Can the childfree conversation really change?
Do we need understanding or just acceptance?
I’ve been thinking recently about whether I believe the conversation about having, or not having children can ever really change, and I honestly do think it’s possible. Sure, it’ll take time, just like any change, but it can happen.
A bigger question for me is, do we need people to understand our way of life or do we just need them to simply accept it and not pass comment?
Recently I’ve found myself listening to quite a lot of French playlists on Spotify. I enjoy the music and because I can’t speak French, I find that I don’t get distracted by the lyrics when I’m working, plus, they kind of make me feel like I might be in a cute café in Paris. My point is, I appreciate and enjoy the music, despite not understanding a word of it.
I don’t think you always have to understand something to the fullest degree to respect, appreciate, admire or discuss it; and sometimes even if you do reach a point of understanding, it can be a long learning process.
This week I was featured in an article on Bored Panda (you can read it here) and one of the questions the writer asked me was, ‘why do you think there are so many misconceptions about childfree people?’
I pondered it for quite a while and I think it’s a combination of many things – media portrayal, stereotypes, the fact that we tend to live very prescriptive lives, childfree people are still a minority across all societies, and that often people can struggle to accept things that deviate from societal norms.
But above all, I believe it stems from a lack of conversation. Think about it, parents talk about their parental experience and their kids all the time, and to be fair, that’s not terribly surprising given the enormous level of commitment involved in raising a child. However, when you don’t have children, whether that’s through choice or circumstance (hello if you’re childless, rather than childfree, you’re totally welcome here too), you’re often quietened. We’re told our feelings aren’t as big as those of a parent, our opinions don’t count for as much, and why, oh why, do we feel the need to talk about not having children?! In general, we should just pipe down.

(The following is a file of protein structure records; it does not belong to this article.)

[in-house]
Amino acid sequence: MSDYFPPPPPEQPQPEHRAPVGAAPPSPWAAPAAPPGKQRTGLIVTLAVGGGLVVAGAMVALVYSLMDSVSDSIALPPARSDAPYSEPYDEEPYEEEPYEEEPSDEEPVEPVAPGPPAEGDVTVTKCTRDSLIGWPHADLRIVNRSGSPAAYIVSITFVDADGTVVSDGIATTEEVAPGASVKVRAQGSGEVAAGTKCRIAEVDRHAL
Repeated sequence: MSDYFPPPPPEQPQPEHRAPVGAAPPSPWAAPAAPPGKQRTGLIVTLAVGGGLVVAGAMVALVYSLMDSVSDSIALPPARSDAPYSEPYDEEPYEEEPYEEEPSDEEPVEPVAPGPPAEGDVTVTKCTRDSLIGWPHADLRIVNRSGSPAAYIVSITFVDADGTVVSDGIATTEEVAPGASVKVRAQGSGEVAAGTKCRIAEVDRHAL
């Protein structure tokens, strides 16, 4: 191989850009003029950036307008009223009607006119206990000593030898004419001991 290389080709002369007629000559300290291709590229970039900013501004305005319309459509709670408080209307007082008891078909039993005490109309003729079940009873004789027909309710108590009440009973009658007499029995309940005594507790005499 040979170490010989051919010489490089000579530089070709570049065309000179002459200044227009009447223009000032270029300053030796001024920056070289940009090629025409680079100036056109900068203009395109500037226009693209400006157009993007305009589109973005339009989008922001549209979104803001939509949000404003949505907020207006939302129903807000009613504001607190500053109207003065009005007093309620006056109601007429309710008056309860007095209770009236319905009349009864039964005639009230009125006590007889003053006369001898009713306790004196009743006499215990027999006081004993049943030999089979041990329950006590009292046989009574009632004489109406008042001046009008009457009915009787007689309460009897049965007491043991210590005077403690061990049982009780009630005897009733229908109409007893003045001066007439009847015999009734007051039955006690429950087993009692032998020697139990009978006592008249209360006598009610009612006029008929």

It does seem slightly odd to spend so much of my time discussing something I haven’t done. I don’t go around endlessly telling people I haven’t run a marathon, haven’t become a heart surgeon, and haven’t learnt to play guitar, yet here I am creating an entire newsletter and subscription around not having children. So, I kind of get why people might find it strange.
The whole point of what I’m doing here though is to open up conversations, to broaden the topics and opinions, because the truth is, ultimately, I don’t want any of us to have to keep talking about this. I want it to be so accepted that if it does come up in conversation, it’s easy, it’s respected, and it’s totally normal. And I won’t stop talking about it until I know we can voice our experiences in just the same way as parents do – freely, openly, and without being told our lives are wrong.
When someone accuses you of being selfish, tells you your life is pointless, that you must be a disappointment to your own parents, or that nobody will ever love you (all of which have been said to me), it’s very easy to become defensive or upset. I’m not saying we should all just blindly accept having these hurtful comments made to us, but I don’t think we should shut the conversation down either, we need to keep the lines of communication open.
It’s not about right or wrong, who feels certain emotions more strongly or deeply, or about getting people to live the same life as us. It’s about seeing the full picture, all the options, and living a full life that you love, whatever that might look like. And if along the way some understanding comes from it too, then all the better.
I’ll be covering a variety of topics here and if there’s anything you’d really like me to write about, feel free to comment or email me to let me know. Likewise, if you’d be interested in submitting a guest post for a future edition of the newsletter, get in touch and let’s figure something out. I want to make sure this is a place you enjoy as much as I do.
In the meantime, what do you think? Do you think we can change the image of childfree people? Do you think we need understanding or just acceptance?
Let me know in the comments what you think needs to happen for conversations to change.